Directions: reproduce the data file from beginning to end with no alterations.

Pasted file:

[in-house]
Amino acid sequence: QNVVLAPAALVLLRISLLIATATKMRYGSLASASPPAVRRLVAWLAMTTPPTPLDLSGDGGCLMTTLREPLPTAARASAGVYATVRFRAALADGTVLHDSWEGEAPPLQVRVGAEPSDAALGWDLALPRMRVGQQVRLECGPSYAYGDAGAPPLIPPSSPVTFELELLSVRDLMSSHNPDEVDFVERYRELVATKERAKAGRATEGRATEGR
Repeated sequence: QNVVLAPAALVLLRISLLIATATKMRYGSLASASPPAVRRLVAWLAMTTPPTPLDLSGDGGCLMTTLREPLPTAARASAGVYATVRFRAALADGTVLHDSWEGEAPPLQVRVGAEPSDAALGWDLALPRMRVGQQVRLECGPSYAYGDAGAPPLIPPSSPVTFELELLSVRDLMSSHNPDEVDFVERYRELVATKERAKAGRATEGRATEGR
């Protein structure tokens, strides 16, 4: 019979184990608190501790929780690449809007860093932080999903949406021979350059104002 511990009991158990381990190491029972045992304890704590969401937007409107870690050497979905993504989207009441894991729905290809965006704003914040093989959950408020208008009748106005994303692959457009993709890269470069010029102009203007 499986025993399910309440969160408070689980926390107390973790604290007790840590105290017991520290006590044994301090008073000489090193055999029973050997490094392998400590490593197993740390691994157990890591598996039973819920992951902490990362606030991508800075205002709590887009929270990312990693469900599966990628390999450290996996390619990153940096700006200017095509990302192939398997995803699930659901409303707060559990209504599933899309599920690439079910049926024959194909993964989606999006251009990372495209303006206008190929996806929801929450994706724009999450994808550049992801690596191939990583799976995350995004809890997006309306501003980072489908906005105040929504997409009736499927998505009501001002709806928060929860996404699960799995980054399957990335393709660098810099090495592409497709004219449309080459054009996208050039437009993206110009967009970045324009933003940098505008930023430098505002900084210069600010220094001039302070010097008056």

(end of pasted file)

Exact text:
[in-house]
Amino acid sequence: QNVVLAPAALVLLRISLLIATATKMRYGSLASASPPAVRRLVAWLAMTTPPTPLDLSGDGGCLMTTLREPLPTAARASAGVYATVRFRAALADGTVLHDSWEGEAPPLQVRVGAEPSDAALGWDLALPRMRVGQQVRLECGPSYAYGDAGAPPLIPPSSPVTFELELLSVRDLMSSHNPDEVDFVERYRELVATKERAKAGRATEGRATEGR
Repeated sequence: QNVVLAPAALVLLRISLLIATATKMRYGSLASASPPAVRRLVAWLAMTTPPTPLDLSGDGGCLMTTLREPLPTAARASAGVYATVRFRAALADGTVLHDSWEGEAPPLQVRVGAEPSDAALGWDLALPRMRVGQQVRLECGPSYAYGDAGAPPLIPPSSPVTFELELLSVRDLMSSHNPDEVDFVERYRELVATKERAKAGRATEGRATEGR
């Protein structure tokens, strides 16, 4: 019979184990608190501790929780690449809007860093932080999903949406021979350059104002 511990009991158990381990190491029972045992304890704590969401937007409107870690050497979905993504989207009441894991729905290809965006704003914040093989959950408020208008009748106005994303692959457009993709890269470069010029102009203007 499986025993399910309440969160408070689980926390107390973790604290007790840590105290017991520290006590044994301090008073000489090193055999029973050997490094392998400590490593197993740390691994157990890591598996039973819920992951902490990362606030991508800075205002709590887009929270990312990693469900599966990628390999450290996996390619990153940096700006200017095509990302192939398997995803699930659901409303707060559990209504599933899309599920690439079910049926024959194909993964989606999006251009990372495209303006206008190929996806929801929450994706724009999450994808550049992801690596191939990583799976995350995004809890997006309306501003980072489908906005105040929504997409009736499927998505009501001002709806928060929860996404699960799995980054399957990335393709660098810099090495592409497709004219449309080459054009996208050039437009993206110009967009970045324009933003940098505008930023430098505002900084210069600010220094001039302070010097008056």